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German Reaction To The Airborne Landings

Discussion in 'Pegasus Bridge' started by Jim, Mar 5, 2007.

  1. Jim

    Jim New Member

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    General Leutnant Wilhelm Richter, commander of the German 716th Infantry Division, received news of the Allied airborne landings at around 0120hrs. He learned that some of his units were in action against British paratroops in several places east of the River Orne. He also heard that the Orne bridges at Benouville had been captured intact. He quickly contacted the commander of 21st Panzer Division, General Major Edgar Feuchtinger, at his headquarters at St Pierre sur Dives and ordered him to get his nearest units to attack the landings. By 0200hrs, the large scale of the Allied operations became apparent and it was clear that it would take a major counter-attack to deal with them. Richter asked Feuchtinger to bring forward the whole of his armoured division to clear the area east of the Orne of British paratroopers.
    Feuchtinger hesitated: whilst it was true that his division came under the 716th Division as a result of the attack made against that division, he was also aware that the 21st Panzers were a component part of the German High Command's (OKW) armoured reserve. To support the coast defence division with localised units was one thing, but to release the whole of his armoured division against what might still prove to be a diversionary raid, was something more serious and would have to be confirmed by a higher authority. This approval was very slow in coming, for all the way up and down the chain of command from Feuchtinger to OKW, delay and indecision seemed to dominate. Nobody could agree if the situation warranted the release of the armoured reserves. Was the British paratrooper’s part of an invasion or just a diversion? It took almost 12 hours before anyone could decide. In the meantime, those troops in the area of the landings would have to deal with the invaders unaided.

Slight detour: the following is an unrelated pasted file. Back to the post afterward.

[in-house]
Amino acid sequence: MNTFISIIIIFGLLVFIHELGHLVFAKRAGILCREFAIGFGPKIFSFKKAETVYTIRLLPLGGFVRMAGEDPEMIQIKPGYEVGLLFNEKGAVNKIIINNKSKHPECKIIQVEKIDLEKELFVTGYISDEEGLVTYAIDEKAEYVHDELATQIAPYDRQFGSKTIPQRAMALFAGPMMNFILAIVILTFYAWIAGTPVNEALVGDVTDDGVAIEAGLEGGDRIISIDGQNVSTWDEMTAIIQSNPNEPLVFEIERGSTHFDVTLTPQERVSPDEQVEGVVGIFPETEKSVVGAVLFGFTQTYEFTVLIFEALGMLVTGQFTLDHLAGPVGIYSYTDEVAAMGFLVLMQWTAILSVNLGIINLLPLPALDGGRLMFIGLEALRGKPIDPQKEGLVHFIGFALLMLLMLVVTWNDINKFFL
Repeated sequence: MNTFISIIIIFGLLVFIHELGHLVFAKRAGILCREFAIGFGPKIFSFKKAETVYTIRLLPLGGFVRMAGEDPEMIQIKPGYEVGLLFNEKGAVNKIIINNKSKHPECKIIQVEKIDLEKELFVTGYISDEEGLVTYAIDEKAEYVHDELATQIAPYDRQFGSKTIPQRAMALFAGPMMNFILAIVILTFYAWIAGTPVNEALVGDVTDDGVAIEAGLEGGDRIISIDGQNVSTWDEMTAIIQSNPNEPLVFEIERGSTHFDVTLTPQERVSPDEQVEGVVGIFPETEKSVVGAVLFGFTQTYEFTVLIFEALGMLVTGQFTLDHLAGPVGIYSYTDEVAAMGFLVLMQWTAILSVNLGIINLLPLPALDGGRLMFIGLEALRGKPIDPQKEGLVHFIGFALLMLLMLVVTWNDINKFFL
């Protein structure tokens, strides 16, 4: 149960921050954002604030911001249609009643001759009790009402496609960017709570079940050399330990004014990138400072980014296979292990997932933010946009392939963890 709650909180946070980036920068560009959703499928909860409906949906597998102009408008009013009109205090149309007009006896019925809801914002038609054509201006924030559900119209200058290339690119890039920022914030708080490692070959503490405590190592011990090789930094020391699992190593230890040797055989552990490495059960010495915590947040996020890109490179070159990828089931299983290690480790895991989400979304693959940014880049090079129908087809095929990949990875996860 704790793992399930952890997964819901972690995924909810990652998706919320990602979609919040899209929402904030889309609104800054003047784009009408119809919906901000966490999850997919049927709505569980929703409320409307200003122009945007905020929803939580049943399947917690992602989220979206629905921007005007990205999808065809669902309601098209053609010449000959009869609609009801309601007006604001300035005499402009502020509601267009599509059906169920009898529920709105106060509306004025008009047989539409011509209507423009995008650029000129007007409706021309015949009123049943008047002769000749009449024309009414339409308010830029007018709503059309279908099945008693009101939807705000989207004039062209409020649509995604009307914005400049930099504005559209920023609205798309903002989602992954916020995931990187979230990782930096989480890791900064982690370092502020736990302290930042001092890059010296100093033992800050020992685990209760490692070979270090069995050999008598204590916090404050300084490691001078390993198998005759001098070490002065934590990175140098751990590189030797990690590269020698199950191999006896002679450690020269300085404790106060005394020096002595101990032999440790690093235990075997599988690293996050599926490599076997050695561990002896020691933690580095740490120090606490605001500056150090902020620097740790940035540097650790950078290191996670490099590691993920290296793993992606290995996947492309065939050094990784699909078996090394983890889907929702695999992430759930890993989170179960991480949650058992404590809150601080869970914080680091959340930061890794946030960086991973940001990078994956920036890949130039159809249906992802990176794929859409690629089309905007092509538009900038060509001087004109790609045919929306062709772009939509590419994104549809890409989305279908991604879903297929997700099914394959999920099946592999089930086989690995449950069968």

Closer to the Orne, way down the chain of command, other German officers were reacting more positively. The men of Richter's 736th Regiment had units in action to counter the landings that were taking place amongst them. The British had also descended close to villages where some of Feuchtinger's Panzer units were garrisoned. These units were in contact with the British not because they had been ordered into action, but because the British paratroopers had landed virtually on top of them. In the southern part of the landing zones, east of the Orne, companies from III Battalion, 125th Panzer grenadiers, part of 21st Panzer Division, were grouped around
    21st Panzer Division, were grouped around Troarn, Sannerville and Colombelles. These units went into action immediately. In the north, especially near Bavent and Sallenelles, where companies of the 642nd East Battalion, who were attached to 736th Infantry Regiment, and these companies formed the bulk of the troops countering the landing on LZ 'V'. At Merville and on the coast at Franceville-Plage, a company from III Battalion, 736th Regiment and one from the 642nd East Battalion found themselves responding to the attack of Lt Col Otway and his 9th Battalion.
    All of these German units were in the area at the time of the airborne landings, and they were simply reacting to an enemy who had landed among them. The first counter-attack by units outside the area came from a hastily assembled force put together under Gen Richter's orders. He knew that the main objective of such a counter-attack had to be the recapture of the Benouville bridges. The closest units on the western side of the Orne were elements of Feuchtinger's 11 Battalion 192nd Panzer grenadiers at Cairon. This battalion moved off towards Benouville just after 0200hrs under the command of Major Zippe, who was ordered to retake the bridges, cross over the Orne and attack the British from the west. To assist it, from the north, Richter sent his 1st Panzerjager Company together with guns from the 989th Heavy Artillery Battalion.
    The first of Maj Zippe's units into action was the 8th Heavy Company under Leutnant Braats, with its three self-propelled 75mm guns, a 20mm flak troop on armoured carriers and a troop of mortars. They attacked down the road from Caen at around 0330hrs and met Pine Coffin's two companies on the outskirts of Benouville. The paratroopers defended doggedly, blunting the attack. A and C Companies of the 7th Parachute Battalion were forced back into Benouville in the process, but their perimeter held. The Germans were incapable of penetrating this defensive ring without armour. The Panzer grenadiers therefore dug themselves in and spent the remainder of the night making localised assaults and pounding the area with machine gun and mortar fire, waiting for the tanks to arrive. Occasional sorties made against the paratroopers' lines came close to a breakthrough, but the 7th Battalion was determined that it would not be moved. Through the night and throughout most of the following day, Pine Coffin's men held on to this vital bridgehead on the eastern side of the Orne.